• Do you know the acceptable price the market will bear? People will be less price sensitive if you can price within that range. Spotify priced its product in an acceptable range. People were familiar with Netflix and the cost to rent movies, so Spotify seemed reasonable.
  • Are you entering a new market? People are less sensitive to price when there are few, if any, competitors to compare prices. In that situation you can basically set the price at the high range of acceptability until competitors enter the market.
  • Can you enter a market where price isn’t an issue? Take the luxury car market, for example. The wealthy don’t deem price to be a barrier. In fact, the higher the price the more pride goes into owning the car. It’s the classic example of scarcity driving demand.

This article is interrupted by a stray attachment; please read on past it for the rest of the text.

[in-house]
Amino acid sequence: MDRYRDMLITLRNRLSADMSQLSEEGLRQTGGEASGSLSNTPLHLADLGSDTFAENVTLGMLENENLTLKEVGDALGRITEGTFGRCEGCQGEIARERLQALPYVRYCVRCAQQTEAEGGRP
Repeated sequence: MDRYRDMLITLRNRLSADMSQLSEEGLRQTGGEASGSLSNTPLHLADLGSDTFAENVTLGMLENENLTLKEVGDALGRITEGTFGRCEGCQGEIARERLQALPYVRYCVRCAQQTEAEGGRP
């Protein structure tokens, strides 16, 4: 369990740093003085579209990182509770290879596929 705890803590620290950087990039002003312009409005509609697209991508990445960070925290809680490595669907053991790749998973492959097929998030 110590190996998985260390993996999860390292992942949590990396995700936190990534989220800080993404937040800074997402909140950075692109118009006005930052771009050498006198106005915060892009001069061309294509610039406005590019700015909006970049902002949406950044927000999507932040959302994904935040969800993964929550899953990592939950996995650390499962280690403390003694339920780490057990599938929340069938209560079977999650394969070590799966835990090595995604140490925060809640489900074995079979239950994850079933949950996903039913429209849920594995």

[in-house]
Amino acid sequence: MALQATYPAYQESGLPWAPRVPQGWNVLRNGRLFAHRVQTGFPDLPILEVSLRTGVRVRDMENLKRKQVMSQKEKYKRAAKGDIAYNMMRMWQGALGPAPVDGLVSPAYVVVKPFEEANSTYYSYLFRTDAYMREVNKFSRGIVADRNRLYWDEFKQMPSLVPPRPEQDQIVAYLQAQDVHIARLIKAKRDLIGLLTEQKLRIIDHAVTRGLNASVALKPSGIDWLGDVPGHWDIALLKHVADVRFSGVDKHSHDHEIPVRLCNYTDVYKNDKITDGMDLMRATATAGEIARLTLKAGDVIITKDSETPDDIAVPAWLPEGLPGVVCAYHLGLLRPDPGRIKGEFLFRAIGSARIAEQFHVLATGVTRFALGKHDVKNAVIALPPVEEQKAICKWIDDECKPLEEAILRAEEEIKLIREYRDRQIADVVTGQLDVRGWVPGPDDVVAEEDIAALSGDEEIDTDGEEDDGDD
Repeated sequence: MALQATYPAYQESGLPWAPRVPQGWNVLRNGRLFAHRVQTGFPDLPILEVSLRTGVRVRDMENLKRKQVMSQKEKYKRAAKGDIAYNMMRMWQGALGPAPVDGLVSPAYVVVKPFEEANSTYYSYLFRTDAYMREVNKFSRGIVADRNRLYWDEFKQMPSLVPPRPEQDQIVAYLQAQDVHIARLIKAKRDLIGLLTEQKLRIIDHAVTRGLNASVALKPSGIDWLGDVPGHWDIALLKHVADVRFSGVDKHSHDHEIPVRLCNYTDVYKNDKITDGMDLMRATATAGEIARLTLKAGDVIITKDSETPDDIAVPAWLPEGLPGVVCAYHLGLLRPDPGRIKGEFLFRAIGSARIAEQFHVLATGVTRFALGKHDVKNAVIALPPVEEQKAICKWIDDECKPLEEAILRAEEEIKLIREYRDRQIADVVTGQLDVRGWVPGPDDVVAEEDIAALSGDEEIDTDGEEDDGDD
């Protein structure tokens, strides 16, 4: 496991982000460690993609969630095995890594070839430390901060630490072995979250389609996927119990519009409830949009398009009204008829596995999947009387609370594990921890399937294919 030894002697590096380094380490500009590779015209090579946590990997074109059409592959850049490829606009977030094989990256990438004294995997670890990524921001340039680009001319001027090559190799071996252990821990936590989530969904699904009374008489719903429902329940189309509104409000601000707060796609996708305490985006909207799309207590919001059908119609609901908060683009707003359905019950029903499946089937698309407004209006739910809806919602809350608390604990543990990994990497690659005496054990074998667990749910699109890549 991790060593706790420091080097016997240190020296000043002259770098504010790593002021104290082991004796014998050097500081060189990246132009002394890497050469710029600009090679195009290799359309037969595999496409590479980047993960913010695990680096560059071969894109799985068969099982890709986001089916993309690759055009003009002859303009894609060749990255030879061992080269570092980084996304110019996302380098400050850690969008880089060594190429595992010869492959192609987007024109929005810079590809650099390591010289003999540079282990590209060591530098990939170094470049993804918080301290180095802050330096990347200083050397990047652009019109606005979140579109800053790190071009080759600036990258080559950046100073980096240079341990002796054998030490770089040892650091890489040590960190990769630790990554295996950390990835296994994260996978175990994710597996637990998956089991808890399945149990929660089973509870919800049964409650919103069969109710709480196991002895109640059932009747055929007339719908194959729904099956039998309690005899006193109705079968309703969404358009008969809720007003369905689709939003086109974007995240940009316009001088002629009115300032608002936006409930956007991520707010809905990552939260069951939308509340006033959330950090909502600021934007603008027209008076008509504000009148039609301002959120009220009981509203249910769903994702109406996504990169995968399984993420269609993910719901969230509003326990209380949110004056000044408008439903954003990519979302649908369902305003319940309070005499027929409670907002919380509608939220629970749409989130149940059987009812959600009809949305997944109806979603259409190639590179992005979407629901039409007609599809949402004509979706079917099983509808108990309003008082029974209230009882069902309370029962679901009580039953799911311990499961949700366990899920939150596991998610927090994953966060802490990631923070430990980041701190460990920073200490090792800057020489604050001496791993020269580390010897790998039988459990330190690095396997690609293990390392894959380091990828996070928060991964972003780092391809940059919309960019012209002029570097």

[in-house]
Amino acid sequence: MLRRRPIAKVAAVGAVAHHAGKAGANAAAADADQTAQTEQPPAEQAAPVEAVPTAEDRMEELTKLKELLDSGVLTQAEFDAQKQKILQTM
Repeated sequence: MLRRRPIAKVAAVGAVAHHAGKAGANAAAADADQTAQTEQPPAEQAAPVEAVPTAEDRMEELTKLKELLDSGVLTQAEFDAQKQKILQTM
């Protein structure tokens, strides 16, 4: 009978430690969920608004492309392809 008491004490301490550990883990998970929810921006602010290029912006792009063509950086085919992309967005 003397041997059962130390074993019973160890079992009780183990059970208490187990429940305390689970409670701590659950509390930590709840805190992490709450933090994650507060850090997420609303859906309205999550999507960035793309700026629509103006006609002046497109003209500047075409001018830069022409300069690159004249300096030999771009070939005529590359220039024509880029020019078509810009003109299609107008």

• Can you add value in the customer service experience? How you treat your customers after purchase is equally important when it comes to selling them on the price of your product. Just ask Zappo’s.

Conclusion

It’s not easy getting people to go from using a service for free to then paying for that service. But, as Spotify has proved, it can be done when you apply the right strategies.

And it doesn’t matter if you are a large international brand or a small business in Idaho, developing a new product or re-energizing an established one, you can increase growth by using these strategies.

What other strategies do you think are behind Spotify’s success?

Neil Patel is the co-founder of KISSmetrics, an analytics provider that helps companies make better business decisions.

More from Neil Patel on GeekWireSeven signs that you might just be an entrepreneur Eleven things every entrepreneur should know about innovation… 17 things I wish I’d known when starting my first business